This article discusses a case study of an environmental art camp that was modeled after choice-based pedagogies. At this camp the children were able to choose their activities, and taught how to think and work like an artist/scientist using a sketch/field book as a guiding instrument for their inquiry and empowerment. What was found was that three pillars of empowerment formed a foundational structure consisting of three interrelated factors that inspired the campers: 1) ingenuity, 2) a useful instrument, and 3) autonomy. Cultivating the artist/scientist habits gave the students the ingenuity or practical knowledge and understanding of how the roles intersect and are interrelated.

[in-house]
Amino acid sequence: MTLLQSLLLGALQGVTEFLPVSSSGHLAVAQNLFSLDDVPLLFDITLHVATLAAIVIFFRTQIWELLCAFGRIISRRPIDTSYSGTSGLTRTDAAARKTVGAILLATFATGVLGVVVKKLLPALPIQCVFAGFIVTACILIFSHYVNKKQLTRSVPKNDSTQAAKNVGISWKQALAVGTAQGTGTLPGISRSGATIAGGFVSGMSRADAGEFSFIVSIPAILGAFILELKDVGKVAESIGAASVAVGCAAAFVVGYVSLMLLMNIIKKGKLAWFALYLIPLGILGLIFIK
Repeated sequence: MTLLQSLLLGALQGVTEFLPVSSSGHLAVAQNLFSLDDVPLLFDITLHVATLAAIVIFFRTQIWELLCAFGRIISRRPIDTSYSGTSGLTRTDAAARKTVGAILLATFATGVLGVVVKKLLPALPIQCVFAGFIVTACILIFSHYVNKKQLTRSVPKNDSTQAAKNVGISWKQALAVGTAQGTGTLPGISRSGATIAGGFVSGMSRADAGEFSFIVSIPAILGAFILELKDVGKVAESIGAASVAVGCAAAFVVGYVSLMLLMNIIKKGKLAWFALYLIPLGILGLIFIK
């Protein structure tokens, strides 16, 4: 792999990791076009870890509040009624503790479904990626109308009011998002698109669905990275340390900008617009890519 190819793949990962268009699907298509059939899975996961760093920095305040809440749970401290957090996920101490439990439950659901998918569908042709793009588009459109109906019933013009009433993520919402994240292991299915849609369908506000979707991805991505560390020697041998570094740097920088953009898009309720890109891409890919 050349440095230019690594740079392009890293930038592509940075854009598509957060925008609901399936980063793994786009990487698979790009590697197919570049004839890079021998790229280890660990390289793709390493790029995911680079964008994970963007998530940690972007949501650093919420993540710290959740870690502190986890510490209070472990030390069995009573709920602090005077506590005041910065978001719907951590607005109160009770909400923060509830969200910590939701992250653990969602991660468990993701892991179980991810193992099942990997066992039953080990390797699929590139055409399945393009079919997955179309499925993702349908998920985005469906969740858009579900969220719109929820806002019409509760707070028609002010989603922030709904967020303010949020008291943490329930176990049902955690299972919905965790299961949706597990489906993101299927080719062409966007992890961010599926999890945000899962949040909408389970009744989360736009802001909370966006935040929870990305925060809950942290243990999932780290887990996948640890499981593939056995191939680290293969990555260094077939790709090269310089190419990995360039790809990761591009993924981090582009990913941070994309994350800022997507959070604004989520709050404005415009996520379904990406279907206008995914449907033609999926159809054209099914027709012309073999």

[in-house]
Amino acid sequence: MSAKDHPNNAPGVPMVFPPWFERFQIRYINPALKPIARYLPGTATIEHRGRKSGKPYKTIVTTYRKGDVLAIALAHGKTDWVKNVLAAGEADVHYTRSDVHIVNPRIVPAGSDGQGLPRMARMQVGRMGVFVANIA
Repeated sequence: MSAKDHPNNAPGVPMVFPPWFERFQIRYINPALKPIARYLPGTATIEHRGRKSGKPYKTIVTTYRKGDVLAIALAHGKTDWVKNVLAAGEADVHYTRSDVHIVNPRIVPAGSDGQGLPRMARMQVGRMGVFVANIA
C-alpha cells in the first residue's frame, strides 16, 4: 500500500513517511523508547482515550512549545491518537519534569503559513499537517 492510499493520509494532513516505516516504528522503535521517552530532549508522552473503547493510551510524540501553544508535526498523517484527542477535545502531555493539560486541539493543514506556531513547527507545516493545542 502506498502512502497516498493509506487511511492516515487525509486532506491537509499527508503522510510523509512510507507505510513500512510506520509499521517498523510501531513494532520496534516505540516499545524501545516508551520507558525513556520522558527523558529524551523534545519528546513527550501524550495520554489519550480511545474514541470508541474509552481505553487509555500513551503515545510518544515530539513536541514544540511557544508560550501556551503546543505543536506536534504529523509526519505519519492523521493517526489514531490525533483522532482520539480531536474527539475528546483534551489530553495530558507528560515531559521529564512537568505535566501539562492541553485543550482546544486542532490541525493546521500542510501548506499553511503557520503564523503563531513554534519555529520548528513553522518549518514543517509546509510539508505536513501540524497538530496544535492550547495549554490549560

Author/Artist Bio

Dr. Hunter-Doniger is an Associate Professor of Education at the College of Charleston. She taught visual arts for 15 years and has dedicated her research to art infusion and STEAM.

Creative Commons License

Creative Commons License
This work is licensed under a Creative Commons Attribution-Noncommercial-No Derivative Works 4.0 License.

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Child hiking on the Camp Property



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